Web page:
Margaret guided our further investigation of the crucial concept of No-Self today, drawing on a number of sources. The most ancient of these sources is the brief Anatta Lakkhana Sutta (The Discourse on the Not-Self Characteristic), from the Samyutta Nikaya, available at http://www.accesstoinsight.org/lib/authors/nanamoli/wheel017.html#s2
The concept was further clarified in excerpts from a recent talk by Joseph Goldstein
Quotations from Ajahn Thanissaro’s book Self, No-Self, offered below also helped bring further perspective:
Some quotes from Thanissaro bhikkhu (Self, no-self) to frame the discussion:
“Usually when we hear the teaching on not-self, we think that it’s an answer to questions like these: “Do I have a self? What am I? Do I exist?” However the Budhha listed all of these as unskillful questions. Once when he was asked point blank “Is there a self? Is there no self?” he refused to answer. He said that these questions would get in the way of finding true happiness. So obviously the teaching on not-self was not meant to answer those questions. To understand it, we have to find out what questions it was meant to answer.”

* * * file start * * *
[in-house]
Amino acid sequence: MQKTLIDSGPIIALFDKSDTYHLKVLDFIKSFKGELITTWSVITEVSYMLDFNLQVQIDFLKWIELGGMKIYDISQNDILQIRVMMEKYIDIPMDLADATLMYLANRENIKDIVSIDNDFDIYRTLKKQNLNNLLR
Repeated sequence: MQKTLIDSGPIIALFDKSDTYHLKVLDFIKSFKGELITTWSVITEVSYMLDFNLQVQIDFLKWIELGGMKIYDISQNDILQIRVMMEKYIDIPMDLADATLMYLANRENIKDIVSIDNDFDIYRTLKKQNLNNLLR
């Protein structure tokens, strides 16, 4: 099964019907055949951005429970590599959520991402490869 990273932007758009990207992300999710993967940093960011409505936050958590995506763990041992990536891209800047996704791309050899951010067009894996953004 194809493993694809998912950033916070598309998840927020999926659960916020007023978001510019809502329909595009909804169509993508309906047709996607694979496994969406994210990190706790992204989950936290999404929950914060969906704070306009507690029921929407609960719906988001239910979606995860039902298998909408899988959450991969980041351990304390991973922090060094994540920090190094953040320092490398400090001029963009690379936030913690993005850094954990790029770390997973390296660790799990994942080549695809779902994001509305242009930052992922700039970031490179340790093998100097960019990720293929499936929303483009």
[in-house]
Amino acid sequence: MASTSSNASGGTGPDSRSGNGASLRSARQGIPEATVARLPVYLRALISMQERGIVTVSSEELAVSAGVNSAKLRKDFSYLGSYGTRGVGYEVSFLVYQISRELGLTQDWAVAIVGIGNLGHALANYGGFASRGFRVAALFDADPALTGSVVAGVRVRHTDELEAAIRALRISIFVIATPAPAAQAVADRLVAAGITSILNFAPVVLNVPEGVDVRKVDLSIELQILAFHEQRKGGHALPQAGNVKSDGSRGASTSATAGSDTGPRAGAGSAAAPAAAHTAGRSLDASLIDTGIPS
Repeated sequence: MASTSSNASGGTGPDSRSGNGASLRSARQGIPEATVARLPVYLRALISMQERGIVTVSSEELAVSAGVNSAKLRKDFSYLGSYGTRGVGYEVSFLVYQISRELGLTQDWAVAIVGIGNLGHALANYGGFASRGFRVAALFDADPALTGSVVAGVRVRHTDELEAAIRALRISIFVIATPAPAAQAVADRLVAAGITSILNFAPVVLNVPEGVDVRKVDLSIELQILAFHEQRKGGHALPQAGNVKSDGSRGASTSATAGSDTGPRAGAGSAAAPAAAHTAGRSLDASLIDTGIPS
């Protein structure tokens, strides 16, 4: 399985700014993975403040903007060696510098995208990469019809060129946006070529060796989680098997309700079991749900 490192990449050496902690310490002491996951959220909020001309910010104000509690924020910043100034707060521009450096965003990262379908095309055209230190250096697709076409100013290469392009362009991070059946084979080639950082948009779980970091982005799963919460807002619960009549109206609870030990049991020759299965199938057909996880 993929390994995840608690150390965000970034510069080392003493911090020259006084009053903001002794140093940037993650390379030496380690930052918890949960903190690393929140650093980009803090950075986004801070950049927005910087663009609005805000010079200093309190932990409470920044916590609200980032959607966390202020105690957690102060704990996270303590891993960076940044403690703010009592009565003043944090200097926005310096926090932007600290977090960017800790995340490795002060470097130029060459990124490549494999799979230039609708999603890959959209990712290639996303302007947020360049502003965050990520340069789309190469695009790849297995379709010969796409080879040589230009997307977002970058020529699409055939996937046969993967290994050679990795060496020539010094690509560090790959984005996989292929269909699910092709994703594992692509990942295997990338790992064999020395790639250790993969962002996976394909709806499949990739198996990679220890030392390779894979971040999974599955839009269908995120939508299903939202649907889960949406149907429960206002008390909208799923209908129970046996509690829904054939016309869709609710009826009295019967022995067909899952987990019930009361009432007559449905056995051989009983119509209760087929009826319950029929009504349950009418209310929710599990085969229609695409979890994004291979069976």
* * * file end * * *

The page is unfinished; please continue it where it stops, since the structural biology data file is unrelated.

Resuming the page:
“As the Buddha said, he taught two teachings, that were true across the board and without exception. These two teachings form the framework for everything else he taught. One was the difference between skillful and unskillful action: actions that lead to long term happiness, and those that lead to long-term suffering.” ( The other was the four noble truths.)
“So the issue is not “what is my true self ?” , but “what kind of perception of self is skillful, and when is it skillful, what kind of perception of not-self is skilful, and when is it skillful?”
A YouTube 9-minute guided meditation on the Not-Self by Joseph Goldstein– not used today due to time constraints — is also a real help in meeting this tricky but fruitful topic.